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Bat guano from Missouri caves could offer climate change insight

Anything that piles up over time can offer clues about past climate conditions or surrounding landscapes and how they’ve change, and that goes for bat poop.

Researchers from Missouri and Virginia are studying what’s scientifically known as guano that was taken from Missouri caves, the St. Louis Post-Dispatch reported recently. The study is being conducted by researchers from Washington University and the Missouri Botanical Garden, both in St. Louis, and from Virginia Tech.

“You definitely want to wear rubber boots,” said Christy Edwards, a conservation geneticist at the Missouri Botanical Garden. “You need to wear a mask. It’s pretty stinky. It’s dark. It’s not the most pleasant field environment.”

Edwards and colleagues see what could amount to centuries or millennia of localized natural history records buried within generations of bat diets.

“You’ve got insects flying around eating plants and then the bats flying around eating the insects,” said Rachel Reid of the geoscience department at Virginia Tech who began work on the project as a post-doctoral researcher at Washington University. So changes in the composition of the bat droppings can reflect how vegetation has transformed over time in the surrounding area.

In 2018, the team gathered guano from Mary Lawson Cave near Lebanon, Missouri. Sections can be analyzed for different carbon and nitrogen readings to identify changing trends over time. Modern guano samples from the cave’s population of gray bats were also gathered this past summer for comparison, using tarps placed in front of the entrance.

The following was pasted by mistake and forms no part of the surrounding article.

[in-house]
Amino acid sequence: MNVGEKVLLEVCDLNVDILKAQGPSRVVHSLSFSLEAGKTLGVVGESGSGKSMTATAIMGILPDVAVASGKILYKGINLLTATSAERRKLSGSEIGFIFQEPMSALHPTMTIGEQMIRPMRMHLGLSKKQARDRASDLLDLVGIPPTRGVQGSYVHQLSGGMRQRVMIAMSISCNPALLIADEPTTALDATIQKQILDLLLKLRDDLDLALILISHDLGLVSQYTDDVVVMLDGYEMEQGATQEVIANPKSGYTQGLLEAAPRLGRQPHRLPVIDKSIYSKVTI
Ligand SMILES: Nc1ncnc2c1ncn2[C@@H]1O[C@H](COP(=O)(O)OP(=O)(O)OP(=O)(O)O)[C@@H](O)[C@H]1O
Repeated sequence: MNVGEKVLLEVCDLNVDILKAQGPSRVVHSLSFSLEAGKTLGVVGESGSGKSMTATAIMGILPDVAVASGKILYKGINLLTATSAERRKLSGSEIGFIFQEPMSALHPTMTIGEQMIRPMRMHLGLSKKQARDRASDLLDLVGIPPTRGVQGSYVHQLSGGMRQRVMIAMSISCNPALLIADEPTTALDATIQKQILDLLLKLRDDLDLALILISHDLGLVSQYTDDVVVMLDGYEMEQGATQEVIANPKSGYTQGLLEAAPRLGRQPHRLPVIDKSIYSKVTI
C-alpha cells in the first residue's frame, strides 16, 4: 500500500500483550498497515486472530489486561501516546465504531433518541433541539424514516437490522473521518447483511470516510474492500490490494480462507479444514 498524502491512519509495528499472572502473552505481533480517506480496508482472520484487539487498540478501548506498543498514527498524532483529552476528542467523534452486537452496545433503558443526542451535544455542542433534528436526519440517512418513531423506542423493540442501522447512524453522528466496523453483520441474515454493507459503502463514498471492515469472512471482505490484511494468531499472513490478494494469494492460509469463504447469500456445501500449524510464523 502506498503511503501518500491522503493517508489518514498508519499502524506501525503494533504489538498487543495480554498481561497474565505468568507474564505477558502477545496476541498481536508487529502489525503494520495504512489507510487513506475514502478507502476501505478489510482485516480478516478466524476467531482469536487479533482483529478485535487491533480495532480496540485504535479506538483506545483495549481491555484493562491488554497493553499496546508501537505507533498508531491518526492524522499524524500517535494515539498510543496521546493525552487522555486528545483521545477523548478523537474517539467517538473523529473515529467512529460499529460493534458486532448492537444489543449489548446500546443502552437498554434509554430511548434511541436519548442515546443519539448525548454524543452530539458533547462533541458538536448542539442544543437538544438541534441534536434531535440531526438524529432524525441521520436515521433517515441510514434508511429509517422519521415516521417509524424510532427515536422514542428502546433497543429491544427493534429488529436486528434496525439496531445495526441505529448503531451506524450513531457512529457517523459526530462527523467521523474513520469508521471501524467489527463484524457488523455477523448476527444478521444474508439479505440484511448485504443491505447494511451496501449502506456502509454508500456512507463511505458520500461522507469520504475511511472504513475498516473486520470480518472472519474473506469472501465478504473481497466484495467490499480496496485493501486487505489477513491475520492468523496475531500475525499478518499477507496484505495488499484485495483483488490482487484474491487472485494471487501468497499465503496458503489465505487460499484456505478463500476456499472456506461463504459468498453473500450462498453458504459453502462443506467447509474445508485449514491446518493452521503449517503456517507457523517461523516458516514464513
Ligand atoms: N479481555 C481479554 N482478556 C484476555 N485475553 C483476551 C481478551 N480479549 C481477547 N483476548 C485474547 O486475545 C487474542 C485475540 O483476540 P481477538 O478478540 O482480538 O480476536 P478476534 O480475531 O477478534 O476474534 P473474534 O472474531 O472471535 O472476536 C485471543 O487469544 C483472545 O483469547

The analysis is continuing. One key question is how far back in time the guano record from that spot extends.

“Obviously the last couple hundred years would be reflecting shifts in agriculture and land-use changes,” said Edwards. “Over a longer period of time, you could get a look at climate.”

For example, different carbon signatures can reveal certain characteristics about the types of surrounding vegetation. Nitrogen readings can potentially reveal things such as the amount of precipitation in an area, Reid said. Brought together, the analysis can show how the land has changed over time, researchers say.

“We can explore not just the natural history, but how humans have changed landscapes,” said Reid.

Researchers say an improved understanding of paleoclimate offers plenty of important lessons for the present day.

“The better we understand what happened in the past, the better we can understand … how similar future events will affect species, as well,” said Edwards.

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